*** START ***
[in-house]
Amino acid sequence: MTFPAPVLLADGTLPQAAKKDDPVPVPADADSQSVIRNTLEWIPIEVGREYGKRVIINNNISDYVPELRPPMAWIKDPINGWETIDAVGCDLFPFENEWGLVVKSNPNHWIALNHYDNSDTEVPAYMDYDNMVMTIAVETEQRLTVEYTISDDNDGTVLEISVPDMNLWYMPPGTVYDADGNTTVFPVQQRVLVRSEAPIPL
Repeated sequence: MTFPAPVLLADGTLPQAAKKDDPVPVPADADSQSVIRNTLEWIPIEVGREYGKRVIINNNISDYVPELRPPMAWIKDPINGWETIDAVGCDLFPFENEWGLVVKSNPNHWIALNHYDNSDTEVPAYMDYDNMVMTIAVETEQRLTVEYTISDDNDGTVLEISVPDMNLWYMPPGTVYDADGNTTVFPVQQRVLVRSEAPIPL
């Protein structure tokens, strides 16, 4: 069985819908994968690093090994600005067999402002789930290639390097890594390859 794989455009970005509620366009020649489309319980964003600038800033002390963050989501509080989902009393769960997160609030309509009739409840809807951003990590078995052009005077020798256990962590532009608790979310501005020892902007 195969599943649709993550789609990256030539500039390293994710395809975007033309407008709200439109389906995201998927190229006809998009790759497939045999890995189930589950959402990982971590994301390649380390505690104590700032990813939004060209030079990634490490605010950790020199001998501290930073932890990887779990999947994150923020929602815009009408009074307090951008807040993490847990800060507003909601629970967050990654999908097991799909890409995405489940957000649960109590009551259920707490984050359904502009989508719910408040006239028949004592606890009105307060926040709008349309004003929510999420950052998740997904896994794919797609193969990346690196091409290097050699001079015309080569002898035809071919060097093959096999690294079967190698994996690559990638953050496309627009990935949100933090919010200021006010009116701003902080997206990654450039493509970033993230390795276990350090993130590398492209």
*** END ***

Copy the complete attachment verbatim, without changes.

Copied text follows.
[in-house]
Amino acid sequence: MTFPAPVLLADGTLPQAAKKDDPVPVPADADSQSVIRNTLEWIPIEVGREYGKRVIINNNISDYVPELRPPMAWIKDPINGWETIDAVGCDLFPFENEWGLVVKSNPNHWIALNHYDNSDTEVPAYMDYDNMVMTIAVETEQRLTVEYTISDDNDGTVLEISVPDMNLWYMPPGTVYDADGNTTVFPVQQRVLVRSEAPIPL
Repeated sequence: MTFPAPVLLADGTLPQAAKKDDPVPVPADADSQSVIRNTLEWIPIEVGREYGKRVIINNNISDYVPELRPPMAWIKDPINGWETIDAVGCDLFPFENEWGLVVKSNPNHWIALNHYDNSDTEVPAYMDYDNMVMTIAVETEQRLTVEYTISDDNDGTVLEISVPDMNLWYMPPGTVYDADGNTTVFPVQQRVLVRSEAPIPL
């Protein structure tokens, strides 16, 4: 069985819908994968690093090994600005067999402002789930290639390097890594390859 794989455009970005509620366009020649489309319980964003600038800033002390963050989501509080989902009393769960997160609030309509009739409840809807951003990590078995052009005077020798256990962590532009608790979310501005020892902007 195969599943649709993550789609990256030539500039390293994710395809975007033309407008709200439109389906995201998927190229006809998009790759497939045999890995189930589950959402990982971590994301390649380390505690104590700032990813939004060209030079990634490490605010950790020199001998501290930073932890990887779990999947994150923020929602815009009408009074307090951008807040993490847990800060507003909601629970967050990654999908097991799909890409995405489940957000649960109590009551259920707490984050359904502009989508719910408040006239028949004592606890009105307060926040709008349309004003929510999420950052998740997904896994794919797609193969990346690196091409290097050699001079015309080569002898035809071919060097093959096999690294079967190698994996690559990638953050496309627009990935949100933090919010200021006010009116701003902080997206990654450039493509970033993230390795276990350090993130590398492209």